The reality is that love involves sacrifice and it means suffering alongside those we love.  And no matter how we spin the story, it never means killing.

For more background, see the Lifesitenews article here.”


Read the comments at the Youth Protecting Youth website.

Youth Protecting Youth: Reflection on support for mothers

This post was written for Youth Protecting Youth by ypyinfoofficer. It does not necessarily represent the views of NCLN.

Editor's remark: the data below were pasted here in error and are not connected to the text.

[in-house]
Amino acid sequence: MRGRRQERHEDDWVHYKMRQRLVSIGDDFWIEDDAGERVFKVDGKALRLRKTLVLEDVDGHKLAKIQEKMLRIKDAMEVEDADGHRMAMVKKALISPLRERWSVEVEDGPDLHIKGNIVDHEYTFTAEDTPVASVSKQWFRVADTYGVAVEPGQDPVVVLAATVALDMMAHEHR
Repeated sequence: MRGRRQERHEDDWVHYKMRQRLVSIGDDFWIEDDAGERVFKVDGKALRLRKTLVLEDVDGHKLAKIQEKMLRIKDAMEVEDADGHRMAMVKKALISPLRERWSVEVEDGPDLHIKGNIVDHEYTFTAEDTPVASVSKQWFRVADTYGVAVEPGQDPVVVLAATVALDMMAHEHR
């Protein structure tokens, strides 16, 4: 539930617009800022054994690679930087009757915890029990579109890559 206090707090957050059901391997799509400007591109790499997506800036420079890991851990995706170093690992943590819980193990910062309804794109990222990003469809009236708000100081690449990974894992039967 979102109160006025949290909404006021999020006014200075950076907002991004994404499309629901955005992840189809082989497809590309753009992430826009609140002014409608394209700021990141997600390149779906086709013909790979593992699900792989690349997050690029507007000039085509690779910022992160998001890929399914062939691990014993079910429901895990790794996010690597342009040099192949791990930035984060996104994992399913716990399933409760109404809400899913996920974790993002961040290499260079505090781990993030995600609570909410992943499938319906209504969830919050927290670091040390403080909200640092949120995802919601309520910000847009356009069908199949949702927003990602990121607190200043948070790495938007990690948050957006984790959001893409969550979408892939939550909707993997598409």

An article recently appeared on Fox News, reporting on an organization called Students for Life of America investigating the University of North Carolina’s student health plan. Another organization known as Feminists for Life also offered its reflection on the UNC health plan and the actions of Students for Life of America. In their reflection, Feminists for Life president, Serrin Foster, points out that “the issue is not just the school’s insurance coverage”, but that “it is also common for students to have no maternity coverage in their health insurance” In other words, not only is it a sad reality that abortion is covered by many student health care plans and health packages offered by employers in both the United States and Canada, but there is also commonly very little support for student mothers in general, such as no maternity coverage for students in the health insurance plans. In British Columbia, all abortions are tax-funded. According to the University of Victoria’s Housing website, there are 181 housing units designated as “Family Housing Units” with reasonable rent costs, although in order to be eligible, parents must be taking a full load of courses. In addition, it is recommended that mothers apply a year in advance due to the high demand for these units. The reality for many women is that the prospect of no health insurance coverage and minimal financial support services to help off-set the cost of raising a child can be a significant factor in pushing a woman to decide to abort her child. Women who are pregnant should feel that they have the support to be able to give birth to and raise a child while still being able to pursue her education. As a society, we need to better support women in this regard. Women need to know that there are services and support available to help them to choose life for their child, rather than feeling that abortion is the only option.